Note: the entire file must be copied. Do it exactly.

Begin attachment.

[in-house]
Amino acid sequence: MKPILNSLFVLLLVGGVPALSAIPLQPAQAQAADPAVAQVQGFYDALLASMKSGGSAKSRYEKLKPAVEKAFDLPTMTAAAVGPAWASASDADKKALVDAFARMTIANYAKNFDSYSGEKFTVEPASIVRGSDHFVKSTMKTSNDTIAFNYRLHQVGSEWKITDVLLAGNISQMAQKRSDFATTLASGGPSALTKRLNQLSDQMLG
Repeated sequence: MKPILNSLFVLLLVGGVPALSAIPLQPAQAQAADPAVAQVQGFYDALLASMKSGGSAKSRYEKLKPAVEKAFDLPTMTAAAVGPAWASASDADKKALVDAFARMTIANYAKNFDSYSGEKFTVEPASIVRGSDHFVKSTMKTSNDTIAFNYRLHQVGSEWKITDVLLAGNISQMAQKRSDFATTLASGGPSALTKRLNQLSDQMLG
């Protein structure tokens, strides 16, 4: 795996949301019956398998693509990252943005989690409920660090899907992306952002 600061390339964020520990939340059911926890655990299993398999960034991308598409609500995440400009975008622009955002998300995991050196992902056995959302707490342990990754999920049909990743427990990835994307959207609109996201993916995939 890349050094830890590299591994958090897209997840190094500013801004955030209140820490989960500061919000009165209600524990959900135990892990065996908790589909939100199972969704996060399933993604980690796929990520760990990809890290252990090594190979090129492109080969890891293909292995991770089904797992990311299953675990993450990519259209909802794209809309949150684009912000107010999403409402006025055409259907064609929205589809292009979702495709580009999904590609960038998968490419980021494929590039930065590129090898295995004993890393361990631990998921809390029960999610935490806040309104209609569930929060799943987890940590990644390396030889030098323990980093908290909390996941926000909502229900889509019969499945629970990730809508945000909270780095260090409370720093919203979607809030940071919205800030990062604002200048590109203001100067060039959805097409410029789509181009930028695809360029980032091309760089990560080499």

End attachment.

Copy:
[in-house]
Amino acid sequence: MKPILNSLFVLLLVGGVPALSAIPLQPAQAQAADPAVAQVQGFYDALLASMKSGGSAKSRYEKLKPAVEKAFDLPTMTAAAVGPAWASASDADKKALVDAFARMTIANYAKNFDSYSGEKFTVEPASIVRGSDHFVKSTMKTSNDTIAFNYRLHQVGSEWKITDVLLAGNISQMAQKRSDFATTLASGGPSALTKRLNQLSDQMLG
Repeated sequence: MKPILNSLFVLLLVGGVPALSAIPLQPAQAQAADPAVAQVQGFYDALLASMKSGGSAKSRYEKLKPAVEKAFDLPTMTAAAVGPAWASASDADKKALVDAFARMTIANYAKNFDSYSGEKFTVEPASIVRGSDHFVKSTMKTSNDTIAFNYRLHQVGSEWKITDVLLAGNISQMAQKRSDFATTLASGGPSALTKRLNQLSDQMLG
């Protein structure tokens, strides 16, 4: 795996949301019956398998693509990252943005989690409920660090899907992306952002 600061390339964020520990939340059911926890655990299993398999960034991308598409609500995440400009975008622009955002998300995991050196992902056995959302707490342990990754999920049909990743427990990835994307959207609109996201993916995939 890349050094830890590299591994958090897209997840190094500013801004955030209140820490989960500061919000009165209600524990959900135990892990065996908790589909939100199972969704996060399933993604980690796929990520760990990809890290252990090594190979090129492109080969890891293909292995991770089904797992990311299953675990993450990519259209909802794209809309949150684009912000107010999403409402006025055409259907064609929205589809292009979702495709580009999904590609960038998968490419980021494929590039930065590129090898295995004993890393361990631990998921809390029960999610935490806040309104209609569930929060799943987890940590990644390396030889030098323990980093908290909390996941926000909502229900889509019969499945629970990730809508945000909270780095260090409370720093919203979607809030940071919205800030990062604002200048590109203001100067060039959805097409410029789509181009930028695809360029980032091309760089990560080499």